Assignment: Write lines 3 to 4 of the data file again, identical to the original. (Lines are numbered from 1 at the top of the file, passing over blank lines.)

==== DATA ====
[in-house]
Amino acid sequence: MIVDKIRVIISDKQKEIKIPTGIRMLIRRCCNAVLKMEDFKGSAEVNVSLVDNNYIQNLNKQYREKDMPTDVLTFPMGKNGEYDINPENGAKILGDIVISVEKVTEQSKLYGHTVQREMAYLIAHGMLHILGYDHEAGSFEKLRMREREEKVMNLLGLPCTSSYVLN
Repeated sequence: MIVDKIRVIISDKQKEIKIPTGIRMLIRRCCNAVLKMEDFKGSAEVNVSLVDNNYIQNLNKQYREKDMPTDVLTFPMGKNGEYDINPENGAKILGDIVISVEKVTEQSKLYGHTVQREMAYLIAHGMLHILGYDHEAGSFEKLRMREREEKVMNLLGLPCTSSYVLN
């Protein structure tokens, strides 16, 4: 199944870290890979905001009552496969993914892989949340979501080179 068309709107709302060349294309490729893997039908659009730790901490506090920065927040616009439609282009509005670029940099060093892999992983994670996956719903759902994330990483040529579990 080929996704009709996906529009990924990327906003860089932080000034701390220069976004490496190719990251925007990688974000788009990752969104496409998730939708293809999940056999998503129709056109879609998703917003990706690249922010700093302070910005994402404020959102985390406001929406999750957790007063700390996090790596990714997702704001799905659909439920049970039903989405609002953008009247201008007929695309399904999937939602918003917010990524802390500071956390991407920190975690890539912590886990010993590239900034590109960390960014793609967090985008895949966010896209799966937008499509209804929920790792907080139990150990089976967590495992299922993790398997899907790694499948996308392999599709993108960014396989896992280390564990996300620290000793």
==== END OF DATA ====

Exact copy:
Repeated sequence: MIVDKIRVIISDKQKEIKIPTGIRMLIRRCCNAVLKMEDFKGSAEVNVSLVDNNYIQNLNKQYREKDMPTDVLTFPMGKNGEYDINPENGAKILGDIVISVEKVTEQSKLYGHTVQREMAYLIAHGMLHILGYDHEAGSFEKLRMREREEKVMNLLGLPCTSSYVLN
């Protein structure tokens, strides 16, 4: 199944870290890979905001009552496969993914892989949340979501080179 068309709107709302060349294309490729893997039908659009730790901490506090920065927040616009439609282009509005670029940099060093892999992983994670996956719903759902994330990483040529579990 080929996704009709996906529009990924990327906003860089932080000034701390220069976004490496190719990251925007990688974000788009990752969104496409998730939708293809999940056999998503129709056109879609998703917003990706690249922010700093302070910005994402404020959102985390406001929406999750957790007063700390996090790596990714997702704001799905659909439920049970039903989405609002953008009247201008007929695309399904999937939602918003917010990524802390500071956390991407920190975690890539912590886990010993590239900034590109960390960014793609967090985008895949966010896209799966937008499509209804929920790792907080139990150990089976967590495992299922993790398997899907790694499948996308392999599709993108960014396989896992280390564990996300620290000793």